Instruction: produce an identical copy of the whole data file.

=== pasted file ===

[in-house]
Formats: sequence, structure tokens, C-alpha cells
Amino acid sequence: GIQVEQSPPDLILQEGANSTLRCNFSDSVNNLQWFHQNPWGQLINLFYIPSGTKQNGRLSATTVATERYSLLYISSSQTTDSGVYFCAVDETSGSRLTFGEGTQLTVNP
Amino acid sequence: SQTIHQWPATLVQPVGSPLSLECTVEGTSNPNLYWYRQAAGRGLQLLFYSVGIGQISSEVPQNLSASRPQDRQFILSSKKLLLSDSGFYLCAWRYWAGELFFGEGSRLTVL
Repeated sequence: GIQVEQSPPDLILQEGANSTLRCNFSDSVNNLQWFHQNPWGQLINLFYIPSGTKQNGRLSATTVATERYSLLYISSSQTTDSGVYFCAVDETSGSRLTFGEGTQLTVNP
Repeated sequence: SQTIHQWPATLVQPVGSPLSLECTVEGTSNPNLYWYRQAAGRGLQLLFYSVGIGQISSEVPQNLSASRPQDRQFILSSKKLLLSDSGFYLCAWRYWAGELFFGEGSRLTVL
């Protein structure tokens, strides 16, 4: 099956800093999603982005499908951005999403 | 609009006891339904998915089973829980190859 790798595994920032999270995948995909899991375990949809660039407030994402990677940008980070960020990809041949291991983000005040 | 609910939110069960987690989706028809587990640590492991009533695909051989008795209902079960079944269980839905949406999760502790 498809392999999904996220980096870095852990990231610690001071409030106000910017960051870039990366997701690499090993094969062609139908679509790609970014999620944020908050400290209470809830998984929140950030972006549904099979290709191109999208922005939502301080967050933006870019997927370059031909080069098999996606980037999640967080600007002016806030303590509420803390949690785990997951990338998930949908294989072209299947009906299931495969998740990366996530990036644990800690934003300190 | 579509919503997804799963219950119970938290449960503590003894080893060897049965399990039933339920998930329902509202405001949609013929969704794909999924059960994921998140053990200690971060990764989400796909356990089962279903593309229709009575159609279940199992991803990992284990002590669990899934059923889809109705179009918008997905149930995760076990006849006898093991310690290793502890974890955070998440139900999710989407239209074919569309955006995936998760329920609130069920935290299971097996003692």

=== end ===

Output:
[in-house]
Formats: sequence, structure tokens, C-alpha cells
Amino acid sequence: GIQVEQSPPDLILQEGANSTLRCNFSDSVNNLQWFHQNPWGQLINLFYIPSGTKQNGRLSATTVATERYSLLYISSSQTTDSGVYFCAVDETSGSRLTFGEGTQLTVNP
Amino acid sequence: SQTIHQWPATLVQPVGSPLSLECTVEGTSNPNLYWYRQAAGRGLQLLFYSVGIGQISSEVPQNLSASRPQDRQFILSSKKLLLSDSGFYLCAWRYWAGELFFGEGSRLTVL
Repeated sequence: GIQVEQSPPDLILQEGANSTLRCNFSDSVNNLQWFHQNPWGQLINLFYIPSGTKQNGRLSATTVATERYSLLYISSSQTTDSGVYFCAVDETSGSRLTFGEGTQLTVNP
Repeated sequence: SQTIHQWPATLVQPVGSPLSLECTVEGTSNPNLYWYRQAAGRGLQLLFYSVGIGQISSEVPQNLSASRPQDRQFILSSKKLLLSDSGFYLCAWRYWAGELFFGEGSRLTVL
């Protein structure tokens, strides 16, 4: 099956800093999603982005499908951005999403 | 609009006891339904998915089973829980190859 790798595994920032999270995948995909899991375990949809660039407030994402990677940008980070960020990809041949291991983000005040 | 609910939110069960987690989706028809587990640590492991009533695909051989008795209902079960079944269980839905949406999760502790 498809392999999904996220980096870095852990990231610690001071409030106000910017960051870039990366997701690499090993094969062609139908679509790609970014999620944020908050400290209470809830998984929140950030972006549904099979290709191109999208922005939502301080967050933006870019997927370059031909080069098999996606980037999640967080600007002016806030303590509420803390949690785990997951990338998930949908294989072209299947009906299931495969998740990366996530990036644990800690934003300190 | 579509919503997804799963219950119970938290449960503590003894080893060897049965399990039933339920998930329902509202405001949609013929969704794909999924059960994921998140053990200690971060990764989400796909356990089962279903593309229709009575159609279940199992991803990992284990002590669990899934059923889809109705179009918008997905149930995760076990006849006898093991310690290793502890974890955070998440139900999710989407239209074919569309955006995936998760329920609130069920935290299971097996003692």